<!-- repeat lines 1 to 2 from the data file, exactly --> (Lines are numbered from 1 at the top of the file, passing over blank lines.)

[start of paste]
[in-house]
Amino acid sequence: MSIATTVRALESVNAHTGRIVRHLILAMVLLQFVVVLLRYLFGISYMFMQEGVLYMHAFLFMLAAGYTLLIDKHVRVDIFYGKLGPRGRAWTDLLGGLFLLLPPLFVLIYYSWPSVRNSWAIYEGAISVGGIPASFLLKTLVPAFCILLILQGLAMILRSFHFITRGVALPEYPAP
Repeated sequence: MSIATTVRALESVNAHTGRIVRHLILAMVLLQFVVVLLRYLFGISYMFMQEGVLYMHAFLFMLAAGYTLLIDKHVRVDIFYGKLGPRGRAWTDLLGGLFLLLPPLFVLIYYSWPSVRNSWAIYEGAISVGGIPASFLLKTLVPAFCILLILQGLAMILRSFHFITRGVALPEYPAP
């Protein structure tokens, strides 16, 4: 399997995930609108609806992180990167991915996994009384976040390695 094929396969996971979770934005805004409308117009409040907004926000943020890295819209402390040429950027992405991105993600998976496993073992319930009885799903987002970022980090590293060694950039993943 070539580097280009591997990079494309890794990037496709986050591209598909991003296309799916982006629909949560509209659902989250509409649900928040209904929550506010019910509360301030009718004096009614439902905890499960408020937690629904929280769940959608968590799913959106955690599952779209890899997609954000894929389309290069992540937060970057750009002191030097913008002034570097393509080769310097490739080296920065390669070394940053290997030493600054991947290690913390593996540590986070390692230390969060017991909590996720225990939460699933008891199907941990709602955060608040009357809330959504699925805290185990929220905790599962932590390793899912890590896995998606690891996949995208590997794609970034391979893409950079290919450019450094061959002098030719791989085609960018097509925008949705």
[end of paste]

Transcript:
[in-house]
Amino acid sequence: MSIATTVRALESVNAHTGRIVRHLILAMVLLQFVVVLLRYLFGISYMFMQEGVLYMHAFLFMLAAGYTLLIDKHVRVDIFYGKLGPRGRAWTDLLGGLFLLLPPLFVLIYYSWPSVRNSWAIYEGAISVGGIPASFLLKTLVPAFCILLILQGLAMILRSFHFITRGVALPEYPAP